A personal guarantee from a director means that, if their business cannot pay a bill, repay a loan or honour any other outstanding debt, then the director will cover it him or herself.
It sounds logical, moral and reassuring.
But is it? Or are personal guarantees a way for a company to give their suppliers an artificial sense of security that will fall apart in practice?
A guarantee can be useful
Certainly, a personal guarantee can be useful.
One of the things we flag up to our clients is the need to get a personal guarantee written into their agreements with their customers. That way, if the business suddenly can’t pay its bills, our client has another route to getting payment – they don’t have to wait for the company to be insolvent.
But it’s not always straightforward.
For example, some companies hand out personal guarantees to ALL of their customers – and when the company gets into financial difficulty, it is impossible for the director or directors to honour every guarantee.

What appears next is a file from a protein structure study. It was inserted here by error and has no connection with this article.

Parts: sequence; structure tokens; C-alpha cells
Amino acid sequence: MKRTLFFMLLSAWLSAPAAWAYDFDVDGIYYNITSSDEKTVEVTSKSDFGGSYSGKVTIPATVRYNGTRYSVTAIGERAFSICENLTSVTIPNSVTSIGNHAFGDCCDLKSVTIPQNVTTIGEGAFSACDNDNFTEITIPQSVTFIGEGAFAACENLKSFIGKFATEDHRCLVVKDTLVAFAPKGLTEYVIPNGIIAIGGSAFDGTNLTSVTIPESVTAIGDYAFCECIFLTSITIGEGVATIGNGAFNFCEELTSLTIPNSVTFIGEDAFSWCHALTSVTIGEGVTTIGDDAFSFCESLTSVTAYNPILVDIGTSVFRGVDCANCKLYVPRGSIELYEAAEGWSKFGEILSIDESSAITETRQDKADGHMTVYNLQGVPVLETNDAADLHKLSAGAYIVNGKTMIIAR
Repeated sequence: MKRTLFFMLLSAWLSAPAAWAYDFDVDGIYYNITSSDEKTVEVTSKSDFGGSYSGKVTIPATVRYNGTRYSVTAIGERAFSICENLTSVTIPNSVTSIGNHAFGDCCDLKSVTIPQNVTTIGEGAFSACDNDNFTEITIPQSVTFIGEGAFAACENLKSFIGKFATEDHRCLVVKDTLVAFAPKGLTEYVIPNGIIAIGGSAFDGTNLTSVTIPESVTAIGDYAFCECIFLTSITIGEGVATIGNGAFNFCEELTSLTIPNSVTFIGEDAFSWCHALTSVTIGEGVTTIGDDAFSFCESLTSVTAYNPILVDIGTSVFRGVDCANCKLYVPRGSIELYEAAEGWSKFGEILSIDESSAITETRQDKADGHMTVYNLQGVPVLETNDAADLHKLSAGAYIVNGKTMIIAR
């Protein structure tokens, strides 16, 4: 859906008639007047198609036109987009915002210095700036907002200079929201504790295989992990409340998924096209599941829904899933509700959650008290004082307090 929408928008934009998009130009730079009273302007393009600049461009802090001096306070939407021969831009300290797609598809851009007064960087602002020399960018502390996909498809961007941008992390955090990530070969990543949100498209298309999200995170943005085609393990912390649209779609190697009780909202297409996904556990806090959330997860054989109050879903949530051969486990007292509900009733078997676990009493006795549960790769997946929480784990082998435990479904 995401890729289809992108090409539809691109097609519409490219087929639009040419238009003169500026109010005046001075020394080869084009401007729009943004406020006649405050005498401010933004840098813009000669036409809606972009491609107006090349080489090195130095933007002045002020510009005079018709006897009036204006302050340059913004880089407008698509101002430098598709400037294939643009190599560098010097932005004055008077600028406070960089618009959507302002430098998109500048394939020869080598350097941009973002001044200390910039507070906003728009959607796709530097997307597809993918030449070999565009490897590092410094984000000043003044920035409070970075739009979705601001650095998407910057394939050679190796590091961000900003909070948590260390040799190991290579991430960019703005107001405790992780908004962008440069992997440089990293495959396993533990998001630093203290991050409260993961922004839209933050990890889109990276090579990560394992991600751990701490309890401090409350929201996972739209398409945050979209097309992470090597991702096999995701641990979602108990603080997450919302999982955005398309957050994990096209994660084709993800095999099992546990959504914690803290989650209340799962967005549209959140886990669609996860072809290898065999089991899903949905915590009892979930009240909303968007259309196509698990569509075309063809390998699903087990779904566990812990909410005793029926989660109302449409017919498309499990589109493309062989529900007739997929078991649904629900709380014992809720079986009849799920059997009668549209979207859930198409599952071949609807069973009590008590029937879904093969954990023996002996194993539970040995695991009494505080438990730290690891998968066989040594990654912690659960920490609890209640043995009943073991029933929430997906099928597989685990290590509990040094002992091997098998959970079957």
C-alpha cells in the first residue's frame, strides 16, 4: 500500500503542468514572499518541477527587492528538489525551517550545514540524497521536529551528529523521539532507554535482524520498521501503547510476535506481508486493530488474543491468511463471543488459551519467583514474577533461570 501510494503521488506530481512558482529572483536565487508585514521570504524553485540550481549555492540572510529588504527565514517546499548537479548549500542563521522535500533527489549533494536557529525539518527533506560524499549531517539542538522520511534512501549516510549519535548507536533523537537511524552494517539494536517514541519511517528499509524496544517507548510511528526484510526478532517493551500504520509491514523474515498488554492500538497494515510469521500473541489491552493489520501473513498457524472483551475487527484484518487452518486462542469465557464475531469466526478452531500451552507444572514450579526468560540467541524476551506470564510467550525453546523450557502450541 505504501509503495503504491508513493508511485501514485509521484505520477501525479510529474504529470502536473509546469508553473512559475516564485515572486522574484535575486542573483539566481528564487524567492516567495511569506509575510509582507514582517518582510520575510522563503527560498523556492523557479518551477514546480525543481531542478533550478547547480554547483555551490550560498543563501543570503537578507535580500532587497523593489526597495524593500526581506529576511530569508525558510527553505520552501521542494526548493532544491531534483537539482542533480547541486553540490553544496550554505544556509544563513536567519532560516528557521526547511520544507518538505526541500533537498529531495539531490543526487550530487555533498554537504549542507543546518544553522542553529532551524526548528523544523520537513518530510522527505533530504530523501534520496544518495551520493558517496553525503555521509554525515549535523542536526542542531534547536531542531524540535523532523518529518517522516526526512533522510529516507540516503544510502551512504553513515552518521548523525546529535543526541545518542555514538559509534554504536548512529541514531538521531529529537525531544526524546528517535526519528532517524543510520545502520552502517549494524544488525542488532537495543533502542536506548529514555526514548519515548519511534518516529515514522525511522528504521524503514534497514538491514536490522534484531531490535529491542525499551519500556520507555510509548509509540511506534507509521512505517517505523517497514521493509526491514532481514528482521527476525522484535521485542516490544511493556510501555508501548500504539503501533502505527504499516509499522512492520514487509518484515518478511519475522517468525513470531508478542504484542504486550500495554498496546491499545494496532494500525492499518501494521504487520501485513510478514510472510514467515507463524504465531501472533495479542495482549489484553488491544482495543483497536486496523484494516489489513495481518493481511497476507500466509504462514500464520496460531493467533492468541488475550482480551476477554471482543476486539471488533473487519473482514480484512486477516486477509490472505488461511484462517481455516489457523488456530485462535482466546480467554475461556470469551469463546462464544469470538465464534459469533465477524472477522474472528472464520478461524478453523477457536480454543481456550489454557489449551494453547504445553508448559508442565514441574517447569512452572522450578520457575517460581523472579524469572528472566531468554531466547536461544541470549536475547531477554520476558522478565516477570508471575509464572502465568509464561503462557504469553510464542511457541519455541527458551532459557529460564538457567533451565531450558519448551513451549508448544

Meanwhile, you may have extended credit to them on the basis of a guarantee that would be unenforceable.
Some companies do not even realise they have given a personal guarantee because it was written into the details of their credit agreement – and they failed to spot it. So they will dispute its validity.
Who owns the business?
One useful thing to do is to verify that the director who has given you the guarantee is actually the owner of the business. You can check this and other information, such as how many mortgages there are on the business premises, through Companies House and Land Registry.
How we can help
If you need more practical steps, we can help you by:
- Reviewing your account opening and credit control forms to include a simple form of personal guarantee.
- Monitoring the credit worthiness of your client and advising you of any important action to take if the company’s credit worthiness is reduced, for example.
- Spotting when directors change and assess whether that will affect any personal guarantees in place.
- Highlighting any changes, positive or negative, which could affect the way you deal with that particular company.
Personal guarantees sound like both a moral and a legal commitment by your client to pay their bills. But, remember, it’s not always the case.
And you don’t want to find out too late that a personal guarantee isn’t worth the paper it’s written on.